top of page

Regenerative Research Roundup - November 2023

Welcome to the Regenerative Research Roundup, where we look through recently published research and bring you the best of the best in a quick-to-read digest.

This month, we have studies on PRP + HA vs. PRP alone; PRP vs. PPP for plantar fasciitis; and PRP for jumper's knee.

Let's dive in!


Efficacy and Safety of Hyaluronic Acid and Platelet-Rich Plasma Combination Therapy Versus Platelet-Rich Plasma Alone in Treating Knee Osteoarthritis: A Systematic Review

Cureus // LOE: IV

Combination therapy with HA + PRP is becoming increasingly popular in the clinical space. The basic science rationale of combining PRP + HA is promising. These two solutions have unique and complementary effects on the OA environment and combination therapy aims to titrate these unique effects and maximize the therapeutic potential.

Authors of this paper conducted a systematic review to examine the effectiveness and safety of combining HA and PRP therapy versus using PRP therapy alone in KOA patients. They made efforts to characterize the PRP and HA products used in each study, however, this will continue to be a notable limitation of systematic review.

From a safety perspective, the combo did not lead to any higher rate of incidence compared with the PRP alone or control groups.

For outcomes ,the combo produced outcomes similar to PRP therapy alone in the short term, up to 12 months. when considering longer-term results, particularly in the 24-month follow-up, dual therapy holds the potential to produce superior outcomes compared to PRP alone therapy.


A randomized study comparing the effect of platelet-rich plasma and platelet poor plasma for the treatment of plantar fasciitis

Research, Society and Development // LOE: l

In this study, authors sought to determine whether it was the presence of platelets or potentially other therapeutic components of blood plasma that have an impact on PRP therapy for plantar fasciitis. It is worth noting that while evidence continues to emerge, PRP for PF is generally regarded as a promising option for patients.

In jumping to the conclusion, authors stated the following - PPP or PRP were able to reduce the VAS, but the presence of platelets did not have a role in the pain relief. Other factors in the plasma may play a role in reducing the pain caused by plantar fasciitis for a period of up to 180 days.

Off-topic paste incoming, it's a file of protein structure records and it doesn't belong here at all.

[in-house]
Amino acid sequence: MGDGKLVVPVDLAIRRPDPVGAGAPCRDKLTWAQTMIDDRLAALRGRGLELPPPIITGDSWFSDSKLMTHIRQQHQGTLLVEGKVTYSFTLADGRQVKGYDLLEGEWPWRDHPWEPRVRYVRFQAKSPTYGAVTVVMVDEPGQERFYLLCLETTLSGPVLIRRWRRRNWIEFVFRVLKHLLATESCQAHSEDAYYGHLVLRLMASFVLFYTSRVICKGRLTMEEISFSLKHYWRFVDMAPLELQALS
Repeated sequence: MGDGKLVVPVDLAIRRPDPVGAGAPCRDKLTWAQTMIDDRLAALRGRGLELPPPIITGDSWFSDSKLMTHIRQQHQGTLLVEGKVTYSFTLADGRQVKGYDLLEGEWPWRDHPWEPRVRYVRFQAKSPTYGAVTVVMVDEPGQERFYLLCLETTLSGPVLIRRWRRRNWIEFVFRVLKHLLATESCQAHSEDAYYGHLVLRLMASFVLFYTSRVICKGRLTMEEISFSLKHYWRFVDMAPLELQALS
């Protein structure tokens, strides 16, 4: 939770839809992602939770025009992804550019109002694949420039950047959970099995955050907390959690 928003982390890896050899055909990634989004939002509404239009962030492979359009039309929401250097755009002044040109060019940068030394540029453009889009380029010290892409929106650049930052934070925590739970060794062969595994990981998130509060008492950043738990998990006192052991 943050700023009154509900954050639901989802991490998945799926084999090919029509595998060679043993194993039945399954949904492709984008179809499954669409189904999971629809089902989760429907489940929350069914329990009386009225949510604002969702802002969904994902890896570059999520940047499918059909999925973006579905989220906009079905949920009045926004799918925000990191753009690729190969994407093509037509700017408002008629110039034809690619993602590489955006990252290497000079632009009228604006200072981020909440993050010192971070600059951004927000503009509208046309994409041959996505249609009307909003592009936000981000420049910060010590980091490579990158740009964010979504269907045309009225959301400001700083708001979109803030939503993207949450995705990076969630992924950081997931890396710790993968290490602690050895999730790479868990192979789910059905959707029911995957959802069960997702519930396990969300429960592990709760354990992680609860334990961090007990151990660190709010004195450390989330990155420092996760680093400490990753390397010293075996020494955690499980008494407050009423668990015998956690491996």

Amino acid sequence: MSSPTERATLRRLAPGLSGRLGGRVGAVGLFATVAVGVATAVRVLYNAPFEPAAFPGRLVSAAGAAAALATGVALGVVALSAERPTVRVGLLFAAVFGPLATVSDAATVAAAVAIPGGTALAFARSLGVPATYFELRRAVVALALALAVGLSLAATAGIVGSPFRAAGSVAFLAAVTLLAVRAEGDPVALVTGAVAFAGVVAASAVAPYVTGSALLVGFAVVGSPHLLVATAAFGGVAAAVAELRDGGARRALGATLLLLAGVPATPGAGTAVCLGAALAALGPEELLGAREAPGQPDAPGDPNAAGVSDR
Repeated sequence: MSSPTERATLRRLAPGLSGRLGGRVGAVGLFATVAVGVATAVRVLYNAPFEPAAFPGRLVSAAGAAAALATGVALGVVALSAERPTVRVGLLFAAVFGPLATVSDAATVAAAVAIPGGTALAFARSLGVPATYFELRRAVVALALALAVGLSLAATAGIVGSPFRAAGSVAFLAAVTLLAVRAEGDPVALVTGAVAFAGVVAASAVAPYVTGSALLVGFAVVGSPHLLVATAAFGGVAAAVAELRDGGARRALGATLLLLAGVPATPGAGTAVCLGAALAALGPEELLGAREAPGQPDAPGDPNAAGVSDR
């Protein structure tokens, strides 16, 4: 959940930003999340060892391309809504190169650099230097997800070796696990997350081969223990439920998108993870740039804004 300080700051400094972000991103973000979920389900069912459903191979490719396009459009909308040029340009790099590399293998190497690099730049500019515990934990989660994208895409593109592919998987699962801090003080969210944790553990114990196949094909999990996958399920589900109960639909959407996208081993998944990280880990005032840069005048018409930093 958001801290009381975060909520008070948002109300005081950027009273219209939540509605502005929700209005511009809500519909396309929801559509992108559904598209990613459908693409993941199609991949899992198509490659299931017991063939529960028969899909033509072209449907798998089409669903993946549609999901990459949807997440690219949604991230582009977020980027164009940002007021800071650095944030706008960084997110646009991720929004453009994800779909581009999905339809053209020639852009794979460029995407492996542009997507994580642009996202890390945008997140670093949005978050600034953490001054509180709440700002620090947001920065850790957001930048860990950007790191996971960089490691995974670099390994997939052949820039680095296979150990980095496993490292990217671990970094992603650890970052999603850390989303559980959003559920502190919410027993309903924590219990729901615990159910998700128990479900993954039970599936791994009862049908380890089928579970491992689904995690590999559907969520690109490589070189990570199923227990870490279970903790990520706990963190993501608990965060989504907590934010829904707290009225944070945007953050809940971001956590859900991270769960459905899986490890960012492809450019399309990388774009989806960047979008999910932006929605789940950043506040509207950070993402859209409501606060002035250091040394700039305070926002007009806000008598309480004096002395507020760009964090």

However, upon a review of the methods it was clear that the authors achieved a final PRP concentration of only ~2.5x despite using a double-spin technique. While a trivial platelet count to begin with, they further diluted the product AFTER sampling by adding calcium chloride in a 2:1 manner - suggesting the final concentration of the product to likely be closer to baseline.

Therefore, it's unsurprising that they found no significant difference between the two treatment arms - they were basically injecting the same thing!


Platelet-rich plasma for jumper's knee: a comprehensive review of efficacy, protocols, and future directions

Euro J. Ortho Surg & Trau. // LOE: lV

This comprehensive review evaluates the current state of platelet-rich plasma (PRP) treatment for jumper's knee, also known as patellar tendinopathy. The aim is to assess the efficacy of PRP as a therapeutic option compared to other available procedures, investigate the benefits and potential drawbacks of PRP infiltration, and provide insights into the optimal protocols for PRP preparation and administration.

In conclusion, authors found that PRP has demonstrated promising results in promoting cellular remodeling and accelerating the healing process in the jumper's knee. It shows potential benefits in pain reduction, improved function, and accelerated recovery. However, they note that there is a lack of standardization in the literature and thus the field is held back.

Based on clinicians achieving the best results with treating this modality, a platelet preparation (~5x baseline) that is leukocyte-rich tends to yield the best results although may induce a higher change of post-injection pain due to the inflammatory nature of the LR- preparation.


If you have any questions or comments regarding the above research, or are wondering how you can apply it to your regenerative practice, please leave a comment below or shoot me an email at




This blog post provides general information to help the reader better understand regenerative medicine, musculoskeletal health, and any related subjects. The views and opinions expressed in this post are those of the author and may not reflect the views and opinions of MDBiologix. All content provided in this blog, website, or any linked materials, including text, graphics, images, patient profiles, outcomes, and information, are not intended and should not be considered or used as a substitute for medical advice, diagnosis, or treatment. Please always consult with a professional and certified healthcare provider to discuss if any treatment is right for you.


bottom of page